Local authorities do not feel confident that they know all the children living in their area so they can fulfil their duties to keep them safe. The concerns are raised in the latest survey from Ofsted, which highlights the challenges councils face in identifying and tracking children who are missing from education.
The study, published today, says children missing from education, and whose whereabouts are not known not only risk academic failure but are potentially vulnerable to physical, emotional and psychological harm. Ofsted surveyed 15 English local authorities of varying sizes in both urban and rural areas. None of them felt confident it knew about all the children in its area.
The report says some children are missing from education because schools are not fully aware of policies and procedures for informing councils. Even when these are understood, some schools do not comply with the guidelines. The transient nature of some families and difficulty for councils in exchanging information about children moving between areas also means they can go missing.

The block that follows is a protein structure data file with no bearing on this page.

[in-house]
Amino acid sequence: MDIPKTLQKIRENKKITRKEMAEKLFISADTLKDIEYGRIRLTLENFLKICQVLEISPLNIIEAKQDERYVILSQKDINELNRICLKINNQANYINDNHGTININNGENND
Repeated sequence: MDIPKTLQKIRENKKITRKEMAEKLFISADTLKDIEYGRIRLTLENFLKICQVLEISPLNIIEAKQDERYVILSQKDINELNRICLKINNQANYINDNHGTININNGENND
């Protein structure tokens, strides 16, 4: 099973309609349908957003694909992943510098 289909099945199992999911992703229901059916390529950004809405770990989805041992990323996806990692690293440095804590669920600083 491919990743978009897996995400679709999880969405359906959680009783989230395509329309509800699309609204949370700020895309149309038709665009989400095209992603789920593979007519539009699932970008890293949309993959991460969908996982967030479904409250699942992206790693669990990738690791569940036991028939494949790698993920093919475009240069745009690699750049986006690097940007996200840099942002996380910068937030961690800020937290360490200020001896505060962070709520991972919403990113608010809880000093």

In spite of these difficulties, Ofsted says all the councils worked to forge links with others such as health professionals but the extent and effectiveness of the exchange of information varied from one authority to another.
Ofsted’s Director for Education and Care, Patrick Leeson said councils and their partners needed to share information effectively and more systematically. “It is of serious concern that some schools are not following agreed procedures and legal requirements for notifying their local authorities when pupils are excluded or taken off the roll,” he added.